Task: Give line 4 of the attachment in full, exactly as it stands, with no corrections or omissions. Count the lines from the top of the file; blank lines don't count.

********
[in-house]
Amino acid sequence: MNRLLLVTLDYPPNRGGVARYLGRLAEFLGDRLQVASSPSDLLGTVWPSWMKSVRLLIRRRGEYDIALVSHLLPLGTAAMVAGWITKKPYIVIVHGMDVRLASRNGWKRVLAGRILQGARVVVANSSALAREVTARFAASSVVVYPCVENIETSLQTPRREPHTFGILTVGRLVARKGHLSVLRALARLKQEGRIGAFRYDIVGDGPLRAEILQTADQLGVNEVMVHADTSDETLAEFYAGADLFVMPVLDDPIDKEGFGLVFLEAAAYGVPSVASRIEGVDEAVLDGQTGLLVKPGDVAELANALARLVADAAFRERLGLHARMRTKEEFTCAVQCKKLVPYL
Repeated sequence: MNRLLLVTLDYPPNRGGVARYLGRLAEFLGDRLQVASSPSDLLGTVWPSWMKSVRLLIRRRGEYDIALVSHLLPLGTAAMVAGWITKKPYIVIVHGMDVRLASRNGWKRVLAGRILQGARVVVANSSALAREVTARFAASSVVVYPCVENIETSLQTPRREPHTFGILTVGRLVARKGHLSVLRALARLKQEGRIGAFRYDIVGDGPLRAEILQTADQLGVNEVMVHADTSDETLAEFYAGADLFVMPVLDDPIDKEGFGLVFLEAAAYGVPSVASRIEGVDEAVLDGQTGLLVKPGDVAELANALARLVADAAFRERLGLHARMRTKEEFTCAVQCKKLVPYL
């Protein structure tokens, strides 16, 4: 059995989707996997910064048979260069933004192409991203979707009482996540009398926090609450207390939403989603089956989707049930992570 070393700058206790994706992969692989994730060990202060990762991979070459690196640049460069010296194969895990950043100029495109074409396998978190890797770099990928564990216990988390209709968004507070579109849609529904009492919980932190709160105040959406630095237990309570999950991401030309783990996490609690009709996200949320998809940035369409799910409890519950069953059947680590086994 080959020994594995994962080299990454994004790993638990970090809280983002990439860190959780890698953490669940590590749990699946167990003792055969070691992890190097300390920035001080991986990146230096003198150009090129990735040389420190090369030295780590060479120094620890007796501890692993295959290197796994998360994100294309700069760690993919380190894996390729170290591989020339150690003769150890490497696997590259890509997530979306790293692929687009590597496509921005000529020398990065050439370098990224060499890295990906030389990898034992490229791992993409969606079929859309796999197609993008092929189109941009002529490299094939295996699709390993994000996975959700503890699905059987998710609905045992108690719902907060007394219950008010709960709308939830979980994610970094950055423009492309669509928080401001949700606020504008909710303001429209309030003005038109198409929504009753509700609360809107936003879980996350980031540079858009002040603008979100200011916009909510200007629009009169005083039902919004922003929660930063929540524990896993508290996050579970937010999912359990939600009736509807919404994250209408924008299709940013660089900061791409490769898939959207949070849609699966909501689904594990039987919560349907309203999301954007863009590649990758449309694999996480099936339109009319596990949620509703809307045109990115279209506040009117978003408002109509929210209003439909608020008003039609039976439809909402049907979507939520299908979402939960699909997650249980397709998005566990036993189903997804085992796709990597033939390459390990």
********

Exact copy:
């Protein structure tokens, strides 16, 4: 059995989707996997910064048979260069933004192409991203979707009482996540009398926090609450207390939403989603089956989707049930992570 070393700058206790994706992969692989994730060990202060990762991979070459690196640049460069010296194969895990950043100029495109074409396998978190890797770099990928564990216990988390209709968004507070579109849609529904009492919980932190709160105040959406630095237990309570999950991401030309783990996490609690009709996200949320998809940035369409799910409890519950069953059947680590086994 080959020994594995994962080299990454994004790993638990970090809280983002990439860190959780890698953490669940590590749990699946167990003792055969070691992890190097300390920035001080991986990146230096003198150009090129990735040389420190090369030295780590060479120094620890007796501890692993295959290197796994998360994100294309700069760690993919380190894996390729170290591989020339150690003769150890490497696997590259890509997530979306790293692929687009590597496509921005000529020398990065050439370098990224060499890295990906030389990898034992490229791992993409969606079929859309796999197609993008092929189109941009002529490299094939295996699709390993994000996975959700503890699905059987998710609905045992108690719902907060007394219950008010709960709308939830979980994610970094950055423009492309669509928080401001949700606020504008909710303001429209309030003005038109198409929504009753509700609360809107936003879980996350980031540079858009002040603008979100200011916009909510200007629009009169005083039902919004922003929660930063929540524990896993508290996050579970937010999912359990939600009736509807919404994250209408924008299709940013660089900061791409490769898939959207949070849609699966909501689904594990039987919560349907309203999301954007863009590649990758449309694999996480099936339109009319596990949620509703809307045109990115279209506040009117978003408002109509929210209003439909608020008003039609039976439809909402049907979507939520299908979402939960699909997650249980397709998005566990036993189903997804085992796709990597033939390459390990």